STATE v. ANDRE D. MARTIN, SC 18261
Judicial District of Fairfield at Bridgeport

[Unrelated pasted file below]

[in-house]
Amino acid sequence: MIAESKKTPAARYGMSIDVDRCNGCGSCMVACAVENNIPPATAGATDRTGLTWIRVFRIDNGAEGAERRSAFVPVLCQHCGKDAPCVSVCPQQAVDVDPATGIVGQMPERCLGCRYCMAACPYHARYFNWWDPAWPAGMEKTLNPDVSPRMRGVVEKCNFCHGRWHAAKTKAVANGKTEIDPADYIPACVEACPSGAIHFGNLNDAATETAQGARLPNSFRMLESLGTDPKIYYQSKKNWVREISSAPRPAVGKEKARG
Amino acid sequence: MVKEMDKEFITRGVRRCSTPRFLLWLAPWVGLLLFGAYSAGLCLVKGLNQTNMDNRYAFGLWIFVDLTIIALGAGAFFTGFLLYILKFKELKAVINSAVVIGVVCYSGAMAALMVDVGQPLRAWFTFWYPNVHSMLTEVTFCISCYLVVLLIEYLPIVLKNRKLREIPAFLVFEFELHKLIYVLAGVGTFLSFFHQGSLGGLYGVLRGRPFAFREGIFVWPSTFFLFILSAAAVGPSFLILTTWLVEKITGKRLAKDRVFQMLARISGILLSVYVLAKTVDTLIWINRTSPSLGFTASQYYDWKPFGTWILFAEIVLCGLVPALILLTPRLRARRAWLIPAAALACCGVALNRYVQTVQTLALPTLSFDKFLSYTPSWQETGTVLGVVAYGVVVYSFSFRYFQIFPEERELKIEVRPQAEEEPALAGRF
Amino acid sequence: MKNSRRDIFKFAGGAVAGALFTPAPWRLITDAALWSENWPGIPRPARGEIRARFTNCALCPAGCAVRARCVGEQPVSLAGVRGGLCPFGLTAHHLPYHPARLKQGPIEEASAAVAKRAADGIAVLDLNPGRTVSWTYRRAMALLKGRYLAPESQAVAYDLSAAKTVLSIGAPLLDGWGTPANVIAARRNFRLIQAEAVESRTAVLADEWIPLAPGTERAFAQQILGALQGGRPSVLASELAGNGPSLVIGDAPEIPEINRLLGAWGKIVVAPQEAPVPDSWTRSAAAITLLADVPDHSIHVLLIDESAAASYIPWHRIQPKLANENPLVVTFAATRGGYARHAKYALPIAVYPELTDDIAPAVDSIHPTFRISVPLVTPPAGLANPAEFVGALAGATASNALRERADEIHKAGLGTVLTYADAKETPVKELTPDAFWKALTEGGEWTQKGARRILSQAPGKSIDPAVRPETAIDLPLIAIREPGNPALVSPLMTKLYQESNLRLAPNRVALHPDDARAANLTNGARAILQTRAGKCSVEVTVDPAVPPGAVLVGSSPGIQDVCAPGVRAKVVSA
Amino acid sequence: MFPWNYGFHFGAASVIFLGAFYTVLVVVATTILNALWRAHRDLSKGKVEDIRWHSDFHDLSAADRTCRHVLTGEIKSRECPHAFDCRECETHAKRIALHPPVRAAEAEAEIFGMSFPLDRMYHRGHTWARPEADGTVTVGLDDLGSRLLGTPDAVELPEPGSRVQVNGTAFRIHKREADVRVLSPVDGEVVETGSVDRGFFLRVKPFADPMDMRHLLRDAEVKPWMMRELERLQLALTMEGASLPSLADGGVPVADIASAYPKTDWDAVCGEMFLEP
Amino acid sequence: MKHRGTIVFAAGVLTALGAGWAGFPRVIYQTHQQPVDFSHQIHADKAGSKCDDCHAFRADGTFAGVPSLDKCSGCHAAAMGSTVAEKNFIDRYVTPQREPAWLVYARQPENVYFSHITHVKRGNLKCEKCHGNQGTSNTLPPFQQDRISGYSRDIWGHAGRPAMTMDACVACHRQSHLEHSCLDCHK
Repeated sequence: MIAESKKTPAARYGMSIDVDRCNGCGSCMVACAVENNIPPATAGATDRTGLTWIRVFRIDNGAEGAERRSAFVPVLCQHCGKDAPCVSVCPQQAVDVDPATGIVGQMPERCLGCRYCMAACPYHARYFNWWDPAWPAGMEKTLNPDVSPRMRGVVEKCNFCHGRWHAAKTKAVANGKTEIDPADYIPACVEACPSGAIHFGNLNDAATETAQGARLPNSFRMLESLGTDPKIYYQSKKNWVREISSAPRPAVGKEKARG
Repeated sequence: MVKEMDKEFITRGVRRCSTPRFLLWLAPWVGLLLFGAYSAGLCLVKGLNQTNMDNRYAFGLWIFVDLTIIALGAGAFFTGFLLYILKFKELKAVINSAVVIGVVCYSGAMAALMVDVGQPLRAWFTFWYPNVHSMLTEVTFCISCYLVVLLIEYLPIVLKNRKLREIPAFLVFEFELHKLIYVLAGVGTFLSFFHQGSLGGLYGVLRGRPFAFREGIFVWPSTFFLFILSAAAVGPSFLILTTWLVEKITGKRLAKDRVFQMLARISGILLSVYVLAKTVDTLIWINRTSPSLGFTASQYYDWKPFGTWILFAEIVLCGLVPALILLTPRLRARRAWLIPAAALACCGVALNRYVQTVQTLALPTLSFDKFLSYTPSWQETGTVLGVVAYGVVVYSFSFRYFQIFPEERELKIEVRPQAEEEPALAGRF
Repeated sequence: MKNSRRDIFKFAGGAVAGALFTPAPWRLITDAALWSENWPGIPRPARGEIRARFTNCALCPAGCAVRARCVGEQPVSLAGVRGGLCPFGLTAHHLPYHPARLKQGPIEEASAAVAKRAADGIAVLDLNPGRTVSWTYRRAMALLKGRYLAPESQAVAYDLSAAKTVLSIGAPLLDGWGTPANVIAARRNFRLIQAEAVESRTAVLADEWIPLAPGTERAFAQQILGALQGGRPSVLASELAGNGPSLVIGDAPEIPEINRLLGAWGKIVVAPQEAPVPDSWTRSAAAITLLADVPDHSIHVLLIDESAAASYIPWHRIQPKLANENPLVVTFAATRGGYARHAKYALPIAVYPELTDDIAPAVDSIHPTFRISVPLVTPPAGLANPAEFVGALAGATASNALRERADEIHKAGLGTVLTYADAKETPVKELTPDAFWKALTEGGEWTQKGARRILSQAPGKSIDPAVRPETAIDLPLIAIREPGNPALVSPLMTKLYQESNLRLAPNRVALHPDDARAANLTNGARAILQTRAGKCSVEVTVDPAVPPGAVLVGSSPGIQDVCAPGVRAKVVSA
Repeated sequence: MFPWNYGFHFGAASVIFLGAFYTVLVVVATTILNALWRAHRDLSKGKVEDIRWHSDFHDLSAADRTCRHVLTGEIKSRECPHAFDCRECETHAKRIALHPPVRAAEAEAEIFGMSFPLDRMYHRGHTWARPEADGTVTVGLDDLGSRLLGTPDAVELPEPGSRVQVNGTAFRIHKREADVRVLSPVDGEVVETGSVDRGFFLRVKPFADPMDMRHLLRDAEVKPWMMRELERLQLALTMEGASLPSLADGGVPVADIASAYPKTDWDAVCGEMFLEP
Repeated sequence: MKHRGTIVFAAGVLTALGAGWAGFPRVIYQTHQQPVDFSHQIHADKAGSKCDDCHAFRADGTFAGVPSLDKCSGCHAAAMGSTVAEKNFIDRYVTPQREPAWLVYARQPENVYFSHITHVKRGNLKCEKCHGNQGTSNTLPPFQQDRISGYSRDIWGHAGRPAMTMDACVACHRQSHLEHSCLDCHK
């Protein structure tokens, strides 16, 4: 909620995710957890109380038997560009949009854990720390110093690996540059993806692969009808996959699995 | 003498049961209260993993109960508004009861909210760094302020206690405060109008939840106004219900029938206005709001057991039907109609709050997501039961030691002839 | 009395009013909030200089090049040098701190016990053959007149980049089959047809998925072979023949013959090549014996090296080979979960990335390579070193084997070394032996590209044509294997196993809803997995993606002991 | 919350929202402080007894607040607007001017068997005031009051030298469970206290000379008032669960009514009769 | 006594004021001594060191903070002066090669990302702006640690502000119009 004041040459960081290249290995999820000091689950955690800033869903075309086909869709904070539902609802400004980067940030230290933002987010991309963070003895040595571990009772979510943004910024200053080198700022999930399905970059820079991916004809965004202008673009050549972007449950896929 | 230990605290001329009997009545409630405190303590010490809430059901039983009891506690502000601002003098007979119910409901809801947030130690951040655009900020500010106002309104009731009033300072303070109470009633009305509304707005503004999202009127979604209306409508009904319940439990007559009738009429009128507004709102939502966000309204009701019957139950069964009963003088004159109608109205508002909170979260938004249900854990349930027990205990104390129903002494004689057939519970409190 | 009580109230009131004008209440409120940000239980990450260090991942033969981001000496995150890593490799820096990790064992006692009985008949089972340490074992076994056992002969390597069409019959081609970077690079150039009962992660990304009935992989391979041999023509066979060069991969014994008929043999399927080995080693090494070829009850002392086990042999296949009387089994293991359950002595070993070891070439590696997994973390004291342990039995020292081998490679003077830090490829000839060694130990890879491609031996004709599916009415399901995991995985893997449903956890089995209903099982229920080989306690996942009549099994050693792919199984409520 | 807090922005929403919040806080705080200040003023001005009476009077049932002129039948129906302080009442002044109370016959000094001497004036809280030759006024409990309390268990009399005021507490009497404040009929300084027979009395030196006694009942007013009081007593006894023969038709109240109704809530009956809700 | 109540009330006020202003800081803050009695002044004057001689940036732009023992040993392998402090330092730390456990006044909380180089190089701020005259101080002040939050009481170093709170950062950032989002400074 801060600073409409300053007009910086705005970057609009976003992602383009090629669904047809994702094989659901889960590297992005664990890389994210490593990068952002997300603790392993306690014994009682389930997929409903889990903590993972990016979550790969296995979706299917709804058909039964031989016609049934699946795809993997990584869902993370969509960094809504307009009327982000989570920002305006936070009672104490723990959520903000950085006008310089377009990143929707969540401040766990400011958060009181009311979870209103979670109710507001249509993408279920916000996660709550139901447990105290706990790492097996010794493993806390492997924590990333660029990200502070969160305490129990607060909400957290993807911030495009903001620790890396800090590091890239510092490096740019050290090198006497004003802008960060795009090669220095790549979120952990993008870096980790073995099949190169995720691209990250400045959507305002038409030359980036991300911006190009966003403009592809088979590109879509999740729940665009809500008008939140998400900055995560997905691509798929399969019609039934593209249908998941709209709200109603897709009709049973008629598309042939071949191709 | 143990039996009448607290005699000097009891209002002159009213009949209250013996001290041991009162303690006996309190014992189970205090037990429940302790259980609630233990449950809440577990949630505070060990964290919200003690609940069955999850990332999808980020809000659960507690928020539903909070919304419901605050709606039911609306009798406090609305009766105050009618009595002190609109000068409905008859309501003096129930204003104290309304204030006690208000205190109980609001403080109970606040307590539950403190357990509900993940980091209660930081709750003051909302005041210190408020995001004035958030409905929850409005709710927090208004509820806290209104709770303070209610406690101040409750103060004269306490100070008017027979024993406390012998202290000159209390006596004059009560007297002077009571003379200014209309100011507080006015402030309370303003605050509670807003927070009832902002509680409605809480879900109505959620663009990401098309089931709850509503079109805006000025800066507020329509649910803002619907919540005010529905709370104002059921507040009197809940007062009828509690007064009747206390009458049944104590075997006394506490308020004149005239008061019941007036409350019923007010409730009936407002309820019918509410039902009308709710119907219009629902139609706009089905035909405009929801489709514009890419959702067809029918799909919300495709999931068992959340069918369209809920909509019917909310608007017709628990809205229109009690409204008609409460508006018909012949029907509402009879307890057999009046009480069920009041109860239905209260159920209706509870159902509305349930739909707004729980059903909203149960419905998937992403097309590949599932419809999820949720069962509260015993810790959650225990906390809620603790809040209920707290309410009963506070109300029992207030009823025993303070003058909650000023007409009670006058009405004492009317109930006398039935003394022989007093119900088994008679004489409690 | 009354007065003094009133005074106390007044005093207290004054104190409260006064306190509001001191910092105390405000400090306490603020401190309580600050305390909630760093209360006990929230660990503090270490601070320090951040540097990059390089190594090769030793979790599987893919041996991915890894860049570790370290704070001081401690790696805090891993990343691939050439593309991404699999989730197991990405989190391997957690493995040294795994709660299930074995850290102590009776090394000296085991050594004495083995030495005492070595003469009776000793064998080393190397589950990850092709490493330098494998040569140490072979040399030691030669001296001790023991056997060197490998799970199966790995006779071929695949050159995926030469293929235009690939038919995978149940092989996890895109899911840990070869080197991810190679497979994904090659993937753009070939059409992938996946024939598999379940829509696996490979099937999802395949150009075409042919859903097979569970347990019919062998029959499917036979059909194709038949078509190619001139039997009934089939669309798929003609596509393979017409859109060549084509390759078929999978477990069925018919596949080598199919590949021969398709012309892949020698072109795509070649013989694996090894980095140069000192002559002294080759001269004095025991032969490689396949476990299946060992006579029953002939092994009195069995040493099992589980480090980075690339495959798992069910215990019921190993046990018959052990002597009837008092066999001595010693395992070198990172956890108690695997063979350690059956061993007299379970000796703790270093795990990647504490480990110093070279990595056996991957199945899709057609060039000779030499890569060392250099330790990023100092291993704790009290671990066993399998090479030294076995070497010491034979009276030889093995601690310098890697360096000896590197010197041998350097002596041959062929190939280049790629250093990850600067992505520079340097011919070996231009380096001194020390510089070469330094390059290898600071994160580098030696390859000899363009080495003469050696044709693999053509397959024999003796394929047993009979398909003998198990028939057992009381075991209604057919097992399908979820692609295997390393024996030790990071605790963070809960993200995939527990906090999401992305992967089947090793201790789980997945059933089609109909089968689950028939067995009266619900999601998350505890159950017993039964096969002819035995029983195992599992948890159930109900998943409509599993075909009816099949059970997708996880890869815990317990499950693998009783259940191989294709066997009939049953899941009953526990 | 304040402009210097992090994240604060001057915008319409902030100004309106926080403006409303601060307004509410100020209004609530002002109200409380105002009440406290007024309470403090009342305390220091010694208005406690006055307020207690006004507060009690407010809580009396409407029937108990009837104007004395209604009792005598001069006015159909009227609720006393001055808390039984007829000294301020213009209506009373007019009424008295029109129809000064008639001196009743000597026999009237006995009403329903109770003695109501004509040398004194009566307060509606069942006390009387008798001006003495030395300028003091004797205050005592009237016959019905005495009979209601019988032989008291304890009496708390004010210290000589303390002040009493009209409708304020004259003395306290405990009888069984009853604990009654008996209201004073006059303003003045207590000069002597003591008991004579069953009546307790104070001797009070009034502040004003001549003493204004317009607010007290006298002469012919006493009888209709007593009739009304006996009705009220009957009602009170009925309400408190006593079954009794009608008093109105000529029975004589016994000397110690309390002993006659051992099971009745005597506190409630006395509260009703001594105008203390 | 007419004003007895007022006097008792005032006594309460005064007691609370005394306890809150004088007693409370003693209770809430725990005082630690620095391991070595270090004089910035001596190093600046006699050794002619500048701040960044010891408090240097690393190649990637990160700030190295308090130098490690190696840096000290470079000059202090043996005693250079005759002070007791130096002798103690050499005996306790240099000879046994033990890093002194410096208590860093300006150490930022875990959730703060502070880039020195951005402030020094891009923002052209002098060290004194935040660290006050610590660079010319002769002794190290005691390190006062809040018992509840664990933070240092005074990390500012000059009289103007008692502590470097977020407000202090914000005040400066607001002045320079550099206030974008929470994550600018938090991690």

Criminal; Double Jeopardy; Did the Defendant's Conviction for Both Attempted Possession of Marijuana and Possession of Marijuana Violate the Constitutional Prohibition Against Double Jeopardy Because, if not for the Intervening Conduct of the Police, There Would have been Only One Offense. The defendant was convicted of, inter alia, the crimes of attempt to possess one kilogram or more of marijuana with intent to sell in violation of General Statutes §§ 21a-278 (b) and 53a-49, and possession of four ounces or more of marijuana in violation of General Statutes § 21a-179 (b). The defendant's conviction stemmed from an incident involving the transportation of a package containing marijuana from a freight company in Middletown to a private residence in Bridgeport. The police, who had intercepted the package and decided to conduct a controlled delivery of it, had removed all but 4.4 ounces of the marijuana in the package, and the remainder of the package was filled so as to approximate its original weight. Thereafter, the police observed two vehicles, one of which contained the defendant, engage in a concerted effort to transport the package to the residence. Once the package and the individuals were inside the residence, the police executed a search and seizure warrant. They discovered the defendant in the living room and the unopened package in the bathroom. The defendant was charged with possession of marijuana based on the 4.4 ounces of marijuana that was in the package and attempted possession of marijuana based on the marijuana that been removed from the package by the police. On appeal, the defendant claimed that his conviction and sentence for both attempted possession of marijuana with intent to sell and possession of marijuana violated his constitutional right against double jeopardy because, if not for the intervening conduct of the police, there would have been only one offense. The Appellate Court (110 Conn. App. 171) agreed with the defendant. The court observed that the marijuana that supported the possession charge and the marijuana that supported the charge of attempted possession with intent to sell were part of the same transaction and the same common scheme or plan. It then held that the action of the police in separating out the marijuana from the package, albeit out of a concern for public safety, nevertheless created two offenses, possession and attempted possession, when only one offense should have arisen; therefore, the defendant's conviction and sentence for both crimes violated the constitutional prohibition against double jeopardy. Accordingly, because the trial court deemed the attempt charge to be the greater charge and the possession charge to be the lesser charge, the Appellate Court remanded with direction to combine the conviction of attempted possession of one kilogram or more of marijuana with intent to sell with the conviction of possession of four ounces or more of marijuana and to vacate the sentence on the conviction of possession of four ounces or more of marijuana. In this appeal, the Supreme Court will review the Appellate Court's ruling.